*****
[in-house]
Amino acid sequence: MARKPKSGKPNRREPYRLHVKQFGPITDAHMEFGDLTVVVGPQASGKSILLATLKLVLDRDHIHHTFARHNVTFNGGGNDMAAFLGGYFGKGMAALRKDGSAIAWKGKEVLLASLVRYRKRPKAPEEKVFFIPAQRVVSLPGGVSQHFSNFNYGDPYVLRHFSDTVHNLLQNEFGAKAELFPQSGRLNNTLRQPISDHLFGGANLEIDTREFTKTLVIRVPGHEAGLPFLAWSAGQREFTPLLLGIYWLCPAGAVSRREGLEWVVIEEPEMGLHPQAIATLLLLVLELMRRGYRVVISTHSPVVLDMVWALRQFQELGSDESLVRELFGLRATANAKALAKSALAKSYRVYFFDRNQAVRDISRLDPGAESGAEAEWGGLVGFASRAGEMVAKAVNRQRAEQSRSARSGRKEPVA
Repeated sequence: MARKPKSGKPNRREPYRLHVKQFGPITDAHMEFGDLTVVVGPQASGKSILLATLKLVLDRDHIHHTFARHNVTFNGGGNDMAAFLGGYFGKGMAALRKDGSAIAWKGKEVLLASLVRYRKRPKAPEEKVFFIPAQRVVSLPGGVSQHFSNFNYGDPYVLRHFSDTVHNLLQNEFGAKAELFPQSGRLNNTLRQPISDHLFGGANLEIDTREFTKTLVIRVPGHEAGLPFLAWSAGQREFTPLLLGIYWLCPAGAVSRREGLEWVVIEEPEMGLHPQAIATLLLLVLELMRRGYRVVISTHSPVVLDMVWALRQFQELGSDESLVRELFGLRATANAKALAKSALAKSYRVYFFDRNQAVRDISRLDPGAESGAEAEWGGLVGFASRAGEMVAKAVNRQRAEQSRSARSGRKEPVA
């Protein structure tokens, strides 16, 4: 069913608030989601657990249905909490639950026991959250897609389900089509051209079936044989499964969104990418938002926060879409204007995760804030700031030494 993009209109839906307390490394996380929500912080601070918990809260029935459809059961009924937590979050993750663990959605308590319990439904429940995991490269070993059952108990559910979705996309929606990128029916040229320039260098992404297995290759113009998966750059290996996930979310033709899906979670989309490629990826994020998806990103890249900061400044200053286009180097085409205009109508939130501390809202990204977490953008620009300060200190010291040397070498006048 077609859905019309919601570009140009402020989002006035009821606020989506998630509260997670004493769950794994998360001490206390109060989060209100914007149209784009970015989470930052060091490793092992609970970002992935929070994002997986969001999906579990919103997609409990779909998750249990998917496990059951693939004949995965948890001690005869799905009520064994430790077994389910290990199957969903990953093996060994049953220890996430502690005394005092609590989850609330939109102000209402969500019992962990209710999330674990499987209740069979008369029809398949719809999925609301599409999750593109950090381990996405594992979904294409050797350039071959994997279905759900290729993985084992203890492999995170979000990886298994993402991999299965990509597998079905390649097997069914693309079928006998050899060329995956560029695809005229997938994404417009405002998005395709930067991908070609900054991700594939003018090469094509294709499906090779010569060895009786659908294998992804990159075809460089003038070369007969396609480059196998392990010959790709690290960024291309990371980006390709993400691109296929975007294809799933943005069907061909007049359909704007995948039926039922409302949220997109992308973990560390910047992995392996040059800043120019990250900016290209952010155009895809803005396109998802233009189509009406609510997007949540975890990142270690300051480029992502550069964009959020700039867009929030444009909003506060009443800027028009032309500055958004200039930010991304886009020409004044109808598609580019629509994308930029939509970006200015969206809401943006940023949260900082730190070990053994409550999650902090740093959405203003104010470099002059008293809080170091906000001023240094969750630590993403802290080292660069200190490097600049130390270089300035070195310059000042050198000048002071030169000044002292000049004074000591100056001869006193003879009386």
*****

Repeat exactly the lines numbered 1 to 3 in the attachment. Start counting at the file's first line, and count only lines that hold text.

[in-house]
Amino acid sequence: MARKPKSGKPNRREPYRLHVKQFGPITDAHMEFGDLTVVVGPQASGKSILLATLKLVLDRDHIHHTFARHNVTFNGGGNDMAAFLGGYFGKGMAALRKDGSAIAWKGKEVLLASLVRYRKRPKAPEEKVFFIPAQRVVSLPGGVSQHFSNFNYGDPYVLRHFSDTVHNLLQNEFGAKAELFPQSGRLNNTLRQPISDHLFGGANLEIDTREFTKTLVIRVPGHEAGLPFLAWSAGQREFTPLLLGIYWLCPAGAVSRREGLEWVVIEEPEMGLHPQAIATLLLLVLELMRRGYRVVISTHSPVVLDMVWALRQFQELGSDESLVRELFGLRATANAKALAKSALAKSYRVYFFDRNQAVRDISRLDPGAESGAEAEWGGLVGFASRAGEMVAKAVNRQRAEQSRSARSGRKEPVA
Repeated sequence: MARKPKSGKPNRREPYRLHVKQFGPITDAHMEFGDLTVVVGPQASGKSILLATLKLVLDRDHIHHTFARHNVTFNGGGNDMAAFLGGYFGKGMAALRKDGSAIAWKGKEVLLASLVRYRKRPKAPEEKVFFIPAQRVVSLPGGVSQHFSNFNYGDPYVLRHFSDTVHNLLQNEFGAKAELFPQSGRLNNTLRQPISDHLFGGANLEIDTREFTKTLVIRVPGHEAGLPFLAWSAGQREFTPLLLGIYWLCPAGAVSRREGLEWVVIEEPEMGLHPQAIATLLLLVLELMRRGYRVVISTHSPVVLDMVWALRQFQELGSDESLVRELFGLRATANAKALAKSALAKSYRVYFFDRNQAVRDISRLDPGAESGAEAEWGGLVGFASRAGEMVAKAVNRQRAEQSRSARSGRKEPVA